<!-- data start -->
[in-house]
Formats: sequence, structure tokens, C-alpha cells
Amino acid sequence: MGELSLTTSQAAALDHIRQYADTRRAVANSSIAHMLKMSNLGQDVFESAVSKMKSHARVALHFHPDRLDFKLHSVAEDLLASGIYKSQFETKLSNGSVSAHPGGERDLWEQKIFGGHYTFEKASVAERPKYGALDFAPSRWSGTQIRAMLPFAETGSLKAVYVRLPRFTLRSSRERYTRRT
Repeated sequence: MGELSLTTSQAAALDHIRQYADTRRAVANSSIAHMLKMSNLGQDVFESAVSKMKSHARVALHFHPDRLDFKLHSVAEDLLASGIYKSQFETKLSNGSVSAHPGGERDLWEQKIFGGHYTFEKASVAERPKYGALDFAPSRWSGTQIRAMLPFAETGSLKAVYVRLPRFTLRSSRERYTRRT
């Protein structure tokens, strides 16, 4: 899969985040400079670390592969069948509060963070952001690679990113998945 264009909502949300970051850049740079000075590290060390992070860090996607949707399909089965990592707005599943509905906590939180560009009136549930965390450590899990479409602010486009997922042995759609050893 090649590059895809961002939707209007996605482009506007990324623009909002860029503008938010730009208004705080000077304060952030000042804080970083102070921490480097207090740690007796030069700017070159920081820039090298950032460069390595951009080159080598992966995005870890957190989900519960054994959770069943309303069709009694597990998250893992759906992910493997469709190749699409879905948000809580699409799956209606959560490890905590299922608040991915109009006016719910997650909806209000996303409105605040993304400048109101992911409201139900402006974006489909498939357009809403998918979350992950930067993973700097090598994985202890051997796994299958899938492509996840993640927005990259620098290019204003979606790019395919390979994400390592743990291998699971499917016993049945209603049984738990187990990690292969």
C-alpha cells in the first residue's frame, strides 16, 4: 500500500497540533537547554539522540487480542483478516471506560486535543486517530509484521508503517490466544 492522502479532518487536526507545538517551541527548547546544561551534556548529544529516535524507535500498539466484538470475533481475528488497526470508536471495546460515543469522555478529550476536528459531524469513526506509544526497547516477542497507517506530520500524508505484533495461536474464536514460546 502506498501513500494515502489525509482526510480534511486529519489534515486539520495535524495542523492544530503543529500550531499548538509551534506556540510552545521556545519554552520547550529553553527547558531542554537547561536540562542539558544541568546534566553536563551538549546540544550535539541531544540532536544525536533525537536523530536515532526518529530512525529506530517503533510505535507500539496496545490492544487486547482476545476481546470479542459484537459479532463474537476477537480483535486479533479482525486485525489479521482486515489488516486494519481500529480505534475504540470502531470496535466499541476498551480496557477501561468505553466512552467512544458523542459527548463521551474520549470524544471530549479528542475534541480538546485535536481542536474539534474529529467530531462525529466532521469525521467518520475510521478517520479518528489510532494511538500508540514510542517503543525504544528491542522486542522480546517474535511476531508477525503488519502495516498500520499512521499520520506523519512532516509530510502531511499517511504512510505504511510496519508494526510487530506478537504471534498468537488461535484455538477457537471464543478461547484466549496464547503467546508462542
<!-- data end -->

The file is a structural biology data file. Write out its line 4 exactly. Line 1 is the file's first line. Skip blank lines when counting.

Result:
Repeated sequence: MGELSLTTSQAAALDHIRQYADTRRAVANSSIAHMLKMSNLGQDVFESAVSKMKSHARVALHFHPDRLDFKLHSVAEDLLASGIYKSQFETKLSNGSVSAHPGGERDLWEQKIFGGHYTFEKASVAERPKYGALDFAPSRWSGTQIRAMLPFAETGSLKAVYVRLPRFTLRSSRERYTRRT